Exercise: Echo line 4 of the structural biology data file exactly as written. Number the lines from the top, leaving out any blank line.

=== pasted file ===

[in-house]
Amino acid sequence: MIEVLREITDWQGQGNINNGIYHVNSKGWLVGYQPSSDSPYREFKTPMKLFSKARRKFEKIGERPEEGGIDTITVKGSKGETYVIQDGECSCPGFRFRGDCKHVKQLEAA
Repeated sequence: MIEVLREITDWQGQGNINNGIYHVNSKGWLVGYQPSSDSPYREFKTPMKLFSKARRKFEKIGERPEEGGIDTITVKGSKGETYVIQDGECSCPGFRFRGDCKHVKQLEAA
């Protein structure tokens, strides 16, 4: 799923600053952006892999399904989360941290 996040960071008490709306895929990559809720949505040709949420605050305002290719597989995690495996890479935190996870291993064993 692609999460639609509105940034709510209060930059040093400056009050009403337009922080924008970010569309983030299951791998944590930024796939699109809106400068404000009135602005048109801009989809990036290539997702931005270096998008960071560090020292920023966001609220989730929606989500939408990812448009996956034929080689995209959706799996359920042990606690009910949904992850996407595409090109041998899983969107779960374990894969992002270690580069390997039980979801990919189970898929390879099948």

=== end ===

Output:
């Protein structure tokens, strides 16, 4: 799923600053952006892999399904989360941290 996040960071008490709306895929990559809720949505040709949420605050305002290719597989995690495996890479935190996870291993064993 692609999460639609509105940034709510209060930059040093400056009050009403337009922080924008970010569309983030299951791998944590930024796939699109809106400068404000009135602005048109801009989809990036290539997702931005270096998008960071560090020292920023966001609220989730929606989500939408990812448009996956034929080689995209959706799996359920042990606690009910949904992850996407595409090109041998899983969107779960374990894969992002270690580069390997039980979801990919189970898929390879099948």